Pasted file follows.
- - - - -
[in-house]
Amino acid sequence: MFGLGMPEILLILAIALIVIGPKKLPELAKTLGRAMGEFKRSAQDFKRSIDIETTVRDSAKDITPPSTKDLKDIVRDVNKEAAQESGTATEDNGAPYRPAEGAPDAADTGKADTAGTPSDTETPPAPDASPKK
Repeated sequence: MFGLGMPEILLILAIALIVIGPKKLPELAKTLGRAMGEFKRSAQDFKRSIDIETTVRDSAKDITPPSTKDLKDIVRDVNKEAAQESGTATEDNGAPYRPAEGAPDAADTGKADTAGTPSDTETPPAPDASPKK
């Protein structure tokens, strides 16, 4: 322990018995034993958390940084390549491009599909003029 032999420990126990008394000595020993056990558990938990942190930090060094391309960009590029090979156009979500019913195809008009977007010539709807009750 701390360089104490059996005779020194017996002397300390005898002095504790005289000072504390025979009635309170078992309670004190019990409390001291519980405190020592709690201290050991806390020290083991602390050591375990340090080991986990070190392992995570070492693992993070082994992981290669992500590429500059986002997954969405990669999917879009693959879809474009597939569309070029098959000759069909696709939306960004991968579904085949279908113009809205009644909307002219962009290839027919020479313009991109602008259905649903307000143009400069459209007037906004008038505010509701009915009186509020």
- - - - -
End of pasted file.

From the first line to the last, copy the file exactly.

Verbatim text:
[in-house]
Amino acid sequence: MFGLGMPEILLILAIALIVIGPKKLPELAKTLGRAMGEFKRSAQDFKRSIDIETTVRDSAKDITPPSTKDLKDIVRDVNKEAAQESGTATEDNGAPYRPAEGAPDAADTGKADTAGTPSDTETPPAPDASPKK
Repeated sequence: MFGLGMPEILLILAIALIVIGPKKLPELAKTLGRAMGEFKRSAQDFKRSIDIETTVRDSAKDITPPSTKDLKDIVRDVNKEAAQESGTATEDNGAPYRPAEGAPDAADTGKADTAGTPSDTETPPAPDASPKK
């Protein structure tokens, strides 16, 4: 322990018995034993958390940084390549491009599909003029 032999420990126990008394000595020993056990558990938990942190930090060094391309960009590029090979156009979500019913195809008009977007010539709807009750 701390360089104490059996005779020194017996002397300390005898002095504790005289000072504390025979009635309170078992309670004190019990409390001291519980405190020592709690201290050991806390020290083991602390050591375990340090080991986990070190392992995570070492693992993070082994992981290669992500590429500059986002997954969405990669999917879009693959879809474009597939569309070029098959000759069909696709939306960004991968579904085949279908113009809205009644909307002219962009290839027919020479313009991109602008259905649903307000143009400069459209007037906004008038505010509701009915009186509020």